John Calvin: Comeback Kid
Few figures in Christian history have been esteemed so highly or despised so meanly as the shy French lawyer born 500 years ago this summer. John Calvin became not only the greatest theological genius of the Reformation, second only to Luther, but also, as French historian Émile G. Léonard dubbed him, "the founder of a new civilization." Some have gone so far as to depict Calvin as both the greatest teacher of Christian doctrine since Paul and a near-infallible guide in every arena of human endeavor, from art and architecture to politics and economics.
But his detractors have been vocal and numerous. Many think of him as the cruel tyrant of Geneva, a morose, bitter, and utterly inhuman figure. Some of his contemporaries called him "Cain," taking out the two middle consonants in his name in order to smear him as a murderous misanthrope. TV evangelist Jimmy Swaggart once alleged that Calvin "has caused untold millions of souls to be damned." More often than not, though, Calvin has simply been ignored, especially by his cultured despisers. Marilynne Robinson, the Pulitzer Prize—winning novelist (Gilead) who has tried to rescue Calvin from his detractors, reports that she has "encountered an odd sort of social pressure as often as I have mentioned him. One does not read Calvin. One does not think of reading him … Calvin seems to be neglected on principle."
There is evidence, however, that Calvin is making a comeback. This past year has seen numerous conferences, lectures, and publications evaluating Calvin and his role as one of the most consequential thinkers of the last millennium. A few months ago, Time magazine published a story on the top ten forces that are currently changing the world. In addition to expected trends like the increasing role of the Internet and the global financial crisis, the renaissance of Calvinism in America came in as number three on the list. The evangelical blogs are abuzz, and Twitter is atweet, with comments on free will and predestination, original sin and sovereign grace.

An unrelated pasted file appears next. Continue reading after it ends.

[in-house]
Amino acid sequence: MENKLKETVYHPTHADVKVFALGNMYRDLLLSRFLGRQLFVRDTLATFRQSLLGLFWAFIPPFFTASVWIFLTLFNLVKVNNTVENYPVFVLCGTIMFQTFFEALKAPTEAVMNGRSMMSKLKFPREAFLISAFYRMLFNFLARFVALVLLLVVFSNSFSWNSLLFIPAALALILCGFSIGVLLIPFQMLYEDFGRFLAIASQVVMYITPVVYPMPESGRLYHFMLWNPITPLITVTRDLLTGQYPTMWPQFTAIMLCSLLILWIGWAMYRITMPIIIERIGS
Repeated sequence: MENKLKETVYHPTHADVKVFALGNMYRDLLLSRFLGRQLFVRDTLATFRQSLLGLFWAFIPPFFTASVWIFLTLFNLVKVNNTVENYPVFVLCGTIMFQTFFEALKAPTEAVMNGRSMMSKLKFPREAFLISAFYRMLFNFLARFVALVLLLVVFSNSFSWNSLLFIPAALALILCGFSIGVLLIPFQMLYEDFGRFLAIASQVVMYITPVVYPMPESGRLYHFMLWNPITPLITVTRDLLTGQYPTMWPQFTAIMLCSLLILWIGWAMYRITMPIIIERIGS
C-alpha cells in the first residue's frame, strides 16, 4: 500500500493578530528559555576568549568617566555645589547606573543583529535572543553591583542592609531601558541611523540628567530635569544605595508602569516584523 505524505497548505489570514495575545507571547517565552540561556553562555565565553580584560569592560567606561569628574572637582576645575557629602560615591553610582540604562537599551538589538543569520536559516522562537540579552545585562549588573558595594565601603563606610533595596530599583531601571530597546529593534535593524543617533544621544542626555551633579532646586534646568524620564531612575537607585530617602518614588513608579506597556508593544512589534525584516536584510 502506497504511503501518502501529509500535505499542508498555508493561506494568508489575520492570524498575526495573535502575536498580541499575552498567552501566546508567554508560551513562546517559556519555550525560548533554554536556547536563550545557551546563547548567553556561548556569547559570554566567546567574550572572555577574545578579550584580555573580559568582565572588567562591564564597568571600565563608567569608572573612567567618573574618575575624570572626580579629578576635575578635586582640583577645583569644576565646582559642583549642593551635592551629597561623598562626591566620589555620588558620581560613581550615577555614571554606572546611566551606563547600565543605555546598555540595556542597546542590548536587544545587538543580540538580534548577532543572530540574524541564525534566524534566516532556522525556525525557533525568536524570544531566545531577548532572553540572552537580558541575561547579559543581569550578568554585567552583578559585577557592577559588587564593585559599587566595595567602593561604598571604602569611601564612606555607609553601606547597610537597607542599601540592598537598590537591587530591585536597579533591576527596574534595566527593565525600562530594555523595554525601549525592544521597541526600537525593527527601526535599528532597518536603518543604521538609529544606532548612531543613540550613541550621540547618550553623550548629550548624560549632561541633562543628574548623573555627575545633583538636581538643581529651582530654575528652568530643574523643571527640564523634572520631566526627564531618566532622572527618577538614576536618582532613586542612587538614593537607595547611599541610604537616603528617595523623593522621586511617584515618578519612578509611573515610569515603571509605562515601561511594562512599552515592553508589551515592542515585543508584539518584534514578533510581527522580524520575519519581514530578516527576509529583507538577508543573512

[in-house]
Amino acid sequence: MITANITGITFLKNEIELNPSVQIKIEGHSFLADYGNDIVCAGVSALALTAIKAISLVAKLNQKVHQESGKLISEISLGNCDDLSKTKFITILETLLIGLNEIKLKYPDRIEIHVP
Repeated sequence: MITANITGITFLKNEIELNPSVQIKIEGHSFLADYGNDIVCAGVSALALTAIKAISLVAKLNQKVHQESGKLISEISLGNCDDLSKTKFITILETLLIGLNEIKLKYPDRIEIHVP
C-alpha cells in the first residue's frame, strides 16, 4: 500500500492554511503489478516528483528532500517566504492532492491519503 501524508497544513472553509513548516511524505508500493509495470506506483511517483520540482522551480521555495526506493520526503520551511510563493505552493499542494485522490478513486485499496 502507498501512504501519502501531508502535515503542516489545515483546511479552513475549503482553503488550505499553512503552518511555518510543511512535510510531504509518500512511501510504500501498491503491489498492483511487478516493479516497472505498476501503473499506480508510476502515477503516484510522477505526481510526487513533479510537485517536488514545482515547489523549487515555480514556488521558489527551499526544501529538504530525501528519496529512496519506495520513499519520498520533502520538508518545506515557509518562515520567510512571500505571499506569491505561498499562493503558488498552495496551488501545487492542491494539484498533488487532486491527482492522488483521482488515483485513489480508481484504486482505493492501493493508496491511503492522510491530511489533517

Last year at Beeson Divinity School, two of our finest professors were cajoled (somewhat against their will, I think) by the students into a public debate on limited atonement. Even the David Crowder Band has a lyric, "I am full of earth / you are heaven's worth / I am stained with dirt / prone to depravity." And U2's 2009 album, No Line on the Horizon, chimes in with, "I was born to sing for you / I didn't have a choice but to lift you up," with the refrain, "Justified until we die / you and I will magnify / the Magnificent." Who knew that Bono was at least a three-point Calvinist?
Still, the question remains: Why does Calvin persist as such a controversial—and monumental—figure in the Christian story? Why does he still generate such contrary emotions? What has kept Calvin from fading into the shadows of church history?
Calvin was a second-generation reformer. He was born on July 10, 1509, in Noyon, France, 50 miles northeast of Paris, and was barely eight years old when Luther posted his 95 theses on the castle church door at Wittenberg. The son of a church official in the cathedral city of Noyon, Calvin seemed destined for a priestly career. His father pulled strings to acquire a benefice for him to continue his education in Paris, at a school Erasmus had also attended a few decades earlier. But his father suddenly changed his mind midcourse and sent Calvin to study law, first at Orléans and then at Bourges. Remember that Luther, in defiance of his father, gave up the study of law to become a monk, whereas Calvin, in obedience to his father, left the study of theology to become a lawyer.